Apple stole the IT news show yet again this week with the Friday launch of the iPhone 3G in 22 countries. But there was other news as well, including warnings that a DNS vulnerability really is serious and the ouster by VMware's board of cofounder and CEO Diane Greene.
1. Apple's worldwide iPhone 3G rollout is under way, Software problems mar UK iPhone 3G launch and Continuing coverage: Apple launches the iPhone 3G: With cheers in Japan and some jeers in London because of software compatibility problems that caused problems activating the phones, Apple's iPhone 3G launched in 22 countries Friday, ending a week that had been ripe with reviews, analysis and words of warning and praise about the greatly anticipated new smartphone. As of press time for this weekly news roundup, activation problems continued during the U.S. launch because of a glitch related to the iTunes server. Some early buyers were miffed about those issues.
2. Patch domain name servers now, says DNS inventor and Internet bug fix spawns backlash from hackers: A Domain Name System vulnerability reported earlier this year is among the most serious uncovered to date in the DNS architecture and should be patched immediately, said Paul Mockapetris, the inventor of DNS. Some in the security community have questioned how problematic the cache-poisoning flaw really is, so Mockapetris added his voice to the growing chorus of those urging that patches be applied immediately. Products from some 80 vendors are affected by the flaw, and various of them have begun releasing patches. "The time to fix is now. The clock is ticking," Mockapetris said. The flaw was publicized this week by researcher Dan Kaminsky, who set off some in the community because he didn't provide technical details to verify the bug.
3. VMware ousts founder, hires ex-Microsoft bigwig: In a surprise move, virtualization pioneer VMware ousted cofounder and CEO Diane Greene, replacing her with Paul Maritz, a former Microsoft executive who retired from that company in 2000 after a career managing the development and marketing of various products. He went on to found cloud-storage vendor Pi. VMware, which is primarily owned by EMC, has faced increasing pressure from competitors, including Microsoft.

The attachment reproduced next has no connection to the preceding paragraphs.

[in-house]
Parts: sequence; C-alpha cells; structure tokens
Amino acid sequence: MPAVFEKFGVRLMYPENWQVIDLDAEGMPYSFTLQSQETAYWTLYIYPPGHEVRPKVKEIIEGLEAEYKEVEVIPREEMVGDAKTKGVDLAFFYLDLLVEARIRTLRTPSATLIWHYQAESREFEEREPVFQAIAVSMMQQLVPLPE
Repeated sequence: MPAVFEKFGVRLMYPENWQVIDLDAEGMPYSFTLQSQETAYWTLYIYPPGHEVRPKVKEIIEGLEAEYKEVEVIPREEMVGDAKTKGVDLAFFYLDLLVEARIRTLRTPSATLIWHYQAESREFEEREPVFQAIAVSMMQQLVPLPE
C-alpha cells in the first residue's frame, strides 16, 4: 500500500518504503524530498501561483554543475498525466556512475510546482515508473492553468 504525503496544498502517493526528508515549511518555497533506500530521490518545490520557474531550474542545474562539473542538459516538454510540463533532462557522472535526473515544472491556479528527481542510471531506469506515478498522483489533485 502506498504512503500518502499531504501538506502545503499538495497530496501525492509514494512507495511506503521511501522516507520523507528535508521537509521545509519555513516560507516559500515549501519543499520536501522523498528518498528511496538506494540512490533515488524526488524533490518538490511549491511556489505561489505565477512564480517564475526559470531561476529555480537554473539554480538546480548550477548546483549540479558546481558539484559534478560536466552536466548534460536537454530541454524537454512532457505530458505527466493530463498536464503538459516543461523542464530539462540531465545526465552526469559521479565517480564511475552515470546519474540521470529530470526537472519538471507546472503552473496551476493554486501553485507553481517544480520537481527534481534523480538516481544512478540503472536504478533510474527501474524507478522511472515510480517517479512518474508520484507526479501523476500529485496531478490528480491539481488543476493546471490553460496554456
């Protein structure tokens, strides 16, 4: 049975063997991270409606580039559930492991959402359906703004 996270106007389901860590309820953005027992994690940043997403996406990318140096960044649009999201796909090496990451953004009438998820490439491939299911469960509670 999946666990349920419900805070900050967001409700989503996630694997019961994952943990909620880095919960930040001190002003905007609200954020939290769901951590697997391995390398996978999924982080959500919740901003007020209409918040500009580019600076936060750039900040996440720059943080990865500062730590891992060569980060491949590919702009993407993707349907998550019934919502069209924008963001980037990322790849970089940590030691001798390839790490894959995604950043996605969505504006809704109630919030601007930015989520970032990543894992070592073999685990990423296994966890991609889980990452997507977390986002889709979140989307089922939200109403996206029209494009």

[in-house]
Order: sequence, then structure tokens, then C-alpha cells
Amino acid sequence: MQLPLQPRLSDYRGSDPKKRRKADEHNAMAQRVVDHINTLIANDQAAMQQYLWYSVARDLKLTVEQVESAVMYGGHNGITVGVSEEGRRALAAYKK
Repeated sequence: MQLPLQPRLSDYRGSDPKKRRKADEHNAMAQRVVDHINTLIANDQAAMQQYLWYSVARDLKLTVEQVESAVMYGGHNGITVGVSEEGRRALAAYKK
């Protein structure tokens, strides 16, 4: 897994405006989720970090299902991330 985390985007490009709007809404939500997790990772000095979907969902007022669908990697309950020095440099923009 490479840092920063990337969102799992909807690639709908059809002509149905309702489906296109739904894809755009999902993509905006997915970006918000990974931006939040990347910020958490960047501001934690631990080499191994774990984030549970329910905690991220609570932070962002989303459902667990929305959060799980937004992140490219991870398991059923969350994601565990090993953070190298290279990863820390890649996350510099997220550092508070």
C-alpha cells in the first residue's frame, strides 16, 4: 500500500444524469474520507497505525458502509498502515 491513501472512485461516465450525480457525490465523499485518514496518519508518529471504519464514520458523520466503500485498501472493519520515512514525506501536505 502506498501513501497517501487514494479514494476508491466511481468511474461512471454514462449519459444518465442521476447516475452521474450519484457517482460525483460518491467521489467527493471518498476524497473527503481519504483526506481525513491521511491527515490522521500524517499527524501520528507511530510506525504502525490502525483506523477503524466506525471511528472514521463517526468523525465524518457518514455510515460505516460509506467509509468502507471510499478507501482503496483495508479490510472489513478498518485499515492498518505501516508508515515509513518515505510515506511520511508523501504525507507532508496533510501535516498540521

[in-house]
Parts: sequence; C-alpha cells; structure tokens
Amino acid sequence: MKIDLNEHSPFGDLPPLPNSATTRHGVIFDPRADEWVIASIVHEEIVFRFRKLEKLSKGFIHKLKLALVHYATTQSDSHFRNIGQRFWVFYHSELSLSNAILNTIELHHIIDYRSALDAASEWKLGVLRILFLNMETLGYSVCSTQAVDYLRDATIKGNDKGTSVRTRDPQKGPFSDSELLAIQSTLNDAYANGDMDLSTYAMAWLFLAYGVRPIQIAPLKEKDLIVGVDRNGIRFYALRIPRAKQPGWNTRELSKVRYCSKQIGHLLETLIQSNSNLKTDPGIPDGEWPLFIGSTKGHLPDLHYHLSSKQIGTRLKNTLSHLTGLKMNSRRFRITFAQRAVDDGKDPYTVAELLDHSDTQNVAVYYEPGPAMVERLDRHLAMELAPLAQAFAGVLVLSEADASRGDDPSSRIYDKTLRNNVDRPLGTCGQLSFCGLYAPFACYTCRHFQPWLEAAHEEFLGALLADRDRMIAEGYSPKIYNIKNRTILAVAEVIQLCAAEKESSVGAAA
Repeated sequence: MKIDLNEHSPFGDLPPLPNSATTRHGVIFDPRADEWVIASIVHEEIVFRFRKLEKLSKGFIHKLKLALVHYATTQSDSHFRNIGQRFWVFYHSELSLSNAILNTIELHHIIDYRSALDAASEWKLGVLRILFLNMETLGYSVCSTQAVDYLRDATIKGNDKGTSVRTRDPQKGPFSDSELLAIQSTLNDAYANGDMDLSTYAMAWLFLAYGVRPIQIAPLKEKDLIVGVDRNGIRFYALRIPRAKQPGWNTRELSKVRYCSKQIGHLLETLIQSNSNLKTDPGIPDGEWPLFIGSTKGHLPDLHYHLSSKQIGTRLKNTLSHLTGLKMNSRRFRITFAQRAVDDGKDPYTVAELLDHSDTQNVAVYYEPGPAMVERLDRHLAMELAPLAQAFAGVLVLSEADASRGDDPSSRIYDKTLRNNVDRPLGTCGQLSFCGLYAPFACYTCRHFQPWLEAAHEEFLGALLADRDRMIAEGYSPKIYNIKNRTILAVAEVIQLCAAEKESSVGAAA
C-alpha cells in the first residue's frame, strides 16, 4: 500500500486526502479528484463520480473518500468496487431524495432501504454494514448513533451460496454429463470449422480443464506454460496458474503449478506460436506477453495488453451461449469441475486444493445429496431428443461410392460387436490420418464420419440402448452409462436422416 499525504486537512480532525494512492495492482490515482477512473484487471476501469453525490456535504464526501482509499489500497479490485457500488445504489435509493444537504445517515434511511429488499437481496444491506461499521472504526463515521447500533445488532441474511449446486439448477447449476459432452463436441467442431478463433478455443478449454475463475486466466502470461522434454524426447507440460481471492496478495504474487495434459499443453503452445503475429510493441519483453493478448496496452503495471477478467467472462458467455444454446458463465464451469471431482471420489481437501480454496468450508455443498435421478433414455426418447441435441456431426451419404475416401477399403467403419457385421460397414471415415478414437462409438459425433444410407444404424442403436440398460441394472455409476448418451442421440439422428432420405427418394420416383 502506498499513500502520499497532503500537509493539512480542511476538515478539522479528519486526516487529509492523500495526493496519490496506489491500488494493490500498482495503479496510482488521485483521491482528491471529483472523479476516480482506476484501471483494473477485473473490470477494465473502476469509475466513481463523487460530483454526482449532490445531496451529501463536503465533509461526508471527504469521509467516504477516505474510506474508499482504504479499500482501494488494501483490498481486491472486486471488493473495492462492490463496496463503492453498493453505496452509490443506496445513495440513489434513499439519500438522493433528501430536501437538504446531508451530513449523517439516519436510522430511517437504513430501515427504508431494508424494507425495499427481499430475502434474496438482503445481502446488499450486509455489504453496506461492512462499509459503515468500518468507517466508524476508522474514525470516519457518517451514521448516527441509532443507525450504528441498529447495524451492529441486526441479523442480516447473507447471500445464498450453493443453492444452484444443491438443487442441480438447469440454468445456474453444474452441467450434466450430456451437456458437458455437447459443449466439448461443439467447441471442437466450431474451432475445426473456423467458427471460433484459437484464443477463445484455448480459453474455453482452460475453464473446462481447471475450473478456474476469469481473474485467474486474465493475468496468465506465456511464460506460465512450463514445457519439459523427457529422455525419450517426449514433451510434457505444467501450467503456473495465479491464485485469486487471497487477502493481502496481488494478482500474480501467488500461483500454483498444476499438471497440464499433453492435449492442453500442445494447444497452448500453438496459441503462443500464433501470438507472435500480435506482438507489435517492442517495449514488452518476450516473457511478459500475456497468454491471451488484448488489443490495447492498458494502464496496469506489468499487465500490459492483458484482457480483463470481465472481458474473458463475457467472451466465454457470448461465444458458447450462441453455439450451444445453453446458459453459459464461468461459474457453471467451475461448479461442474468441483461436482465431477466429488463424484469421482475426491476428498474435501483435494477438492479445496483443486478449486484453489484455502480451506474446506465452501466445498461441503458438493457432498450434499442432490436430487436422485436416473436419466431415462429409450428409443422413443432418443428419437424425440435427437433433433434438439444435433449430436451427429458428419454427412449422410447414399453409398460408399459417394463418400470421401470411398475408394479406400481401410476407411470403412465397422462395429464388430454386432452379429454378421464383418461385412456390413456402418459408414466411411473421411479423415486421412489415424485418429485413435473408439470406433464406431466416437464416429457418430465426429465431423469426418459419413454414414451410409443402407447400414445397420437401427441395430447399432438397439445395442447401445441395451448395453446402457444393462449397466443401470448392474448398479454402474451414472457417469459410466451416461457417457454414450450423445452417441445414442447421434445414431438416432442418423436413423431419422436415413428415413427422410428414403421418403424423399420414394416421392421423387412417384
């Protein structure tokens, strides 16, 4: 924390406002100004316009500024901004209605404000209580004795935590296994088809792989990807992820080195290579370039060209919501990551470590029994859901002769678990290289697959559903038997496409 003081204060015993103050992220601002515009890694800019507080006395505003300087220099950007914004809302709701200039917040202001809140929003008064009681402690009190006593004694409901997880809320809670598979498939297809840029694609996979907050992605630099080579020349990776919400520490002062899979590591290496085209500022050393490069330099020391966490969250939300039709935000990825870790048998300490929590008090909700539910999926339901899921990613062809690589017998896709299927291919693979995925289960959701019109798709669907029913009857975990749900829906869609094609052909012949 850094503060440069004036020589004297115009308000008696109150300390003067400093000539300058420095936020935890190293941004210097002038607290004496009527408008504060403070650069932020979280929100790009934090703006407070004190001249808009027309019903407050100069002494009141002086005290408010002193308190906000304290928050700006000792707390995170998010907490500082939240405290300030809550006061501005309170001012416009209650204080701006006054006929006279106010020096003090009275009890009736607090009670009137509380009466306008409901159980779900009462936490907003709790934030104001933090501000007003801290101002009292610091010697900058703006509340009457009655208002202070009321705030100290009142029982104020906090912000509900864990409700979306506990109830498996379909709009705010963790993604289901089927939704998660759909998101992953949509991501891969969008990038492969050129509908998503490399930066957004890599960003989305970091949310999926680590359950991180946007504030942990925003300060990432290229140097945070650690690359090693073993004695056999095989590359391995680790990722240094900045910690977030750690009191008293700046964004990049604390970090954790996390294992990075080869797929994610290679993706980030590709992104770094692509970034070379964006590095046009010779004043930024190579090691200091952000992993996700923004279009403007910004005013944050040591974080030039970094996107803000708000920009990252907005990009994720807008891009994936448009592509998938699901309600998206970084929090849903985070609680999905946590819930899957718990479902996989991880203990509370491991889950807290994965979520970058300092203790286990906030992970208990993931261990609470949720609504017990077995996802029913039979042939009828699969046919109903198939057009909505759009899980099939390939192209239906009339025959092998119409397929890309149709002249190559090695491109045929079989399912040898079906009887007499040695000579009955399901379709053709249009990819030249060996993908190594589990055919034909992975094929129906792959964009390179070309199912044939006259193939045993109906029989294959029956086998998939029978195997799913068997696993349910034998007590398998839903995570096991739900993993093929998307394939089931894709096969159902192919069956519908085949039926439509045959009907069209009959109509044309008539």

4. Dear Sir or Madam: Lottery scams proliferate: More and more scammers try to dupe victims with e-mail scams that might appear to be legitimate messages from companies such as Microsoft or Yahoo, as well as banks. The scams are proliferating because they work -- and for those among us who scratch our heads about how that can be, the ruses have taken in a couple of Nobel Prize winners, showing that even smart people can be snared.
5. IT spending tight at investment firms: The global credit crunch, spurred by the subprime mortgage crisis, is having an increasing ripple effect on IT spending at financial-services firms in particular. "The subprime debacle is going to be a catalyzing factor in how we think about technology in the industry," said Larry Tabb, CEO and founder of the Tabb Group, speaking recently at a securities industry conference.
6. ACLU files lawsuit to challenge surveillance law: The American Civil Liberties Union and other groups focused on civil rights filed suit in U.S. District Court for the Southern District of New York, challenging the Foreign Intelligence Surveillance Act (FISA) Amendments Act, signed into law by President George Bush the same day as the lawsuit filing. The law, approved Wednesday by the Senate, allows the National Security Agency and other intelligence agencies to spy on people, including U.S. residents who talk to people who live overseas and are suspected of having connections to terrorists. The law includes a provision granting limited immunity for telecommunication companies that allegedly participated in the NSA surveillance program before it had any court oversight. The groups contend the law violates the Fourth Amendment right to be free of unreasonable search and seizure.
7. Intel set to launch Centrino 2 next week: Intel is expected to release Centrino 2, the next version of its mobile platform, on Monday. It will be the first major Centrino upgrade since the first launch in 2003, and will feature Core 2 Duo chips, support for 802.11n wireless networking and WiMax, among other improvements.
8. Sun lays off approximately 1,000 employees: As part of a planned workforce reduction that was previously announced, Sun followed through this week by laying off about 1,000 workers in the U.S. and Canada. The company has said it will lay off 1,500 to 2,500 employees worldwide. Future cuts are expected in other regions.
9. Good incentives boost data-center energy efficiency: Employee incentive programs and automation tools developed in-house have helped Microsoft decrease data-center energy consumption. The company was among those sharing such tips and tricks at a data-center efficiency strategy conference hosted by the U.S. Department of Energy and the Environmental Protection Agency.
10. How Microsoft's Patch Tuesday affects business processes and security: A whole IT industry has been built around Microsoft's monthly Patch Tuesday, which was started in October 2003 in response to customers who wanted to get patches in an organized way. Patch-management and security consultants, along with a thriving services sector, have sprung up since the advent of Patch Tuesday.